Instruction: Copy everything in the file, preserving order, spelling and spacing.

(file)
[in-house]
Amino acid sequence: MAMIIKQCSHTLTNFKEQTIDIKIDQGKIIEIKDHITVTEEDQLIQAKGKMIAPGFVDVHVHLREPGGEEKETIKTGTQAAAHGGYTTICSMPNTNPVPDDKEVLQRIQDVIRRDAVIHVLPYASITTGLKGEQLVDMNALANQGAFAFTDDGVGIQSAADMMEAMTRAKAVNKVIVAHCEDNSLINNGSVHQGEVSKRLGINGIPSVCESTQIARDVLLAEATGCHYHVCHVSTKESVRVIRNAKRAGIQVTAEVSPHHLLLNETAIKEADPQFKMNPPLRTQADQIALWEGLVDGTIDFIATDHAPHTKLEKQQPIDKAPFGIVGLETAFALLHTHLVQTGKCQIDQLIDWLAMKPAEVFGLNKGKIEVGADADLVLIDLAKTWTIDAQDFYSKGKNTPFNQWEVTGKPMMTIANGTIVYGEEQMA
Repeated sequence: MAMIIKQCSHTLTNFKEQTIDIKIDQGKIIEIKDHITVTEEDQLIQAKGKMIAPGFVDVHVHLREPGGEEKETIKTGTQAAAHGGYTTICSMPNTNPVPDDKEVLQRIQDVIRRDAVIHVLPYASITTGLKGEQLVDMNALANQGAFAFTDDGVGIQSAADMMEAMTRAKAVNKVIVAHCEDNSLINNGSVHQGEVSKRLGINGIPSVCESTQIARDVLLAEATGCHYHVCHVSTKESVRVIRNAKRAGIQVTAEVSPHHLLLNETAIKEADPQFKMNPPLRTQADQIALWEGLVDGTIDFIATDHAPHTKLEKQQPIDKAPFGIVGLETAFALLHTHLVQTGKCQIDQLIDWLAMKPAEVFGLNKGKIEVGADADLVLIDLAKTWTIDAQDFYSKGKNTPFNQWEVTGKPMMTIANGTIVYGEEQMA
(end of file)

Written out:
[in-house]
Amino acid sequence: MAMIIKQCSHTLTNFKEQTIDIKIDQGKIIEIKDHITVTEEDQLIQAKGKMIAPGFVDVHVHLREPGGEEKETIKTGTQAAAHGGYTTICSMPNTNPVPDDKEVLQRIQDVIRRDAVIHVLPYASITTGLKGEQLVDMNALANQGAFAFTDDGVGIQSAADMMEAMTRAKAVNKVIVAHCEDNSLINNGSVHQGEVSKRLGINGIPSVCESTQIARDVLLAEATGCHYHVCHVSTKESVRVIRNAKRAGIQVTAEVSPHHLLLNETAIKEADPQFKMNPPLRTQADQIALWEGLVDGTIDFIATDHAPHTKLEKQQPIDKAPFGIVGLETAFALLHTHLVQTGKCQIDQLIDWLAMKPAEVFGLNKGKIEVGADADLVLIDLAKTWTIDAQDFYSKGKNTPFNQWEVTGKPMMTIANGTIVYGEEQMA
Repeated sequence: MAMIIKQCSHTLTNFKEQTIDIKIDQGKIIEIKDHITVTEEDQLIQAKGKMIAPGFVDVHVHLREPGGEEKETIKTGTQAAAHGGYTTICSMPNTNPVPDDKEVLQRIQDVIRRDAVIHVLPYASITTGLKGEQLVDMNALANQGAFAFTDDGVGIQSAADMMEAMTRAKAVNKVIVAHCEDNSLINNGSVHQGEVSKRLGINGIPSVCESTQIARDVLLAEATGCHYHVCHVSTKESVRVIRNAKRAGIQVTAEVSPHHLLLNETAIKEADPQFKMNPPLRTQADQIALWEGLVDGTIDFIATDHAPHTKLEKQQPIDKAPFGIVGLETAFALLHTHLVQTGKCQIDQLIDWLAMKPAEVFGLNKGKIEVGADADLVLIDLAKTWTIDAQDFYSKGKNTPFNQWEVTGKPMMTIANGTIVYGEEQMA